Most Kansas University football fans look forward to the annual Kansas State University game for the chance to do battle with their in-state rivals.
But Linda Klinker looks forward to this game for the chance to get her hands on the mountain of aluminum cans that fans will drain during their game-day revelries. For Klinker and her fellow Cans for the Community volunteers, each of those empties means a much-appreciated donation to a local charity.
Cans for the Community is a local nonprofit group that gathers aluminum cans, sells them to an area recycling center, then donates all the proceeds to agencies that are working to make Lawrence better. Since it was founded in 2005, the organization has collected and recycled nearly 6 million aluminum cans, raising $80,000, all of which has been donated to local nonprofit groups, one $1,000 gift at a time. The most recent recipients have been Headquarters Counseling Center and Tenants to Homeowners Inc.
Klinker is expecting big things from this fall’s KU-KSU football game, set for Oct. 22.
“This is a huge game — it’s a fantastic can day,” she said.
Her goal is to collect 1,000 pounds of cans that day, keeping all those cans out of landfills and raising about $600 for charity.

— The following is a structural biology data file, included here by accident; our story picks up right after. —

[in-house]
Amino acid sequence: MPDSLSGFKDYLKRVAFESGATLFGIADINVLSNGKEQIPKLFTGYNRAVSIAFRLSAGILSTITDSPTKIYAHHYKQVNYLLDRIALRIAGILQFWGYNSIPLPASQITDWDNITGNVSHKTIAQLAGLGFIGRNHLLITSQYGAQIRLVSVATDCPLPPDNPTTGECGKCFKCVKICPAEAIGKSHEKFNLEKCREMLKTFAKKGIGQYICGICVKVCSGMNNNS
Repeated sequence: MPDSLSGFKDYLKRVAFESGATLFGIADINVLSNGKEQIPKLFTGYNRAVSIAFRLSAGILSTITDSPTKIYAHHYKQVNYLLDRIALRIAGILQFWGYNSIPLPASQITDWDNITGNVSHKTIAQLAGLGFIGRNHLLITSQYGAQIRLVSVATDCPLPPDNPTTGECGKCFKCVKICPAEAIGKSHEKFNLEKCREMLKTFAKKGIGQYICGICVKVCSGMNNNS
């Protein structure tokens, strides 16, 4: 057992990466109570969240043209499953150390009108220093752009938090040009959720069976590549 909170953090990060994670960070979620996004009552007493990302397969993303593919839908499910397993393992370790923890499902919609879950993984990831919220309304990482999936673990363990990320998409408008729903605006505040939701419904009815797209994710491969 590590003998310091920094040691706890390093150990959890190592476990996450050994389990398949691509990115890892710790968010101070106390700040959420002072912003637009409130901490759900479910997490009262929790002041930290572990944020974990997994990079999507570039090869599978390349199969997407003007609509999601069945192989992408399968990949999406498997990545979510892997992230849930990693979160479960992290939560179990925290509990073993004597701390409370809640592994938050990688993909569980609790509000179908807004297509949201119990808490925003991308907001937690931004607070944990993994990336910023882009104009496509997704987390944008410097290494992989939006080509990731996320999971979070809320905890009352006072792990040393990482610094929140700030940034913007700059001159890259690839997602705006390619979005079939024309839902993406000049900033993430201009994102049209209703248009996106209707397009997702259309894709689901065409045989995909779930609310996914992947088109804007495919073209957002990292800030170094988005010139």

She’ll have a lot of assistance, thanks to volunteers who will help on game day as part of the United Way Roger Hill Volunteer Center’s participation in Make a Difference Day on Oct. 22.
Launched by USA WEEKEND magazine in 1992, Make a Difference Day has grown into one of the largest community service events in the nation. Every year, 3 million people worldwide take time to serve in their communities as part of this national day of service.
“The Cans for the Community project is really fun and a bit unique for a day of service like this,” said Shannon Reid, volunteer coordinator for the United Way Roger Hill Volunteer Center. “Volunteers will not only be participating in service themselves, but will be helping other community members serve by giving them a way to recycle their aluminum for a good cause.”
Cans for the Community isn’t just active on game days. The organization collects cans every day at its 10 Can Houses — blue, metal recycling bins located throughout Lawrence. They also have collection bins in 90 area businesses. For more information on the program or for the locations of the Can Houses, visit www.cansforthecommunity.org.
“Most of the people who tailgate look forward to getting our recycling bags,” said Klinker, who is now partnering with KU Environs to set up and collect recycling bins around Memorial Stadium. “But we need to get the word out that they need to make an extra effort to recycle. Some people aren’t aware that when they recycle with us, their cans really make a donation to a nonprofit.”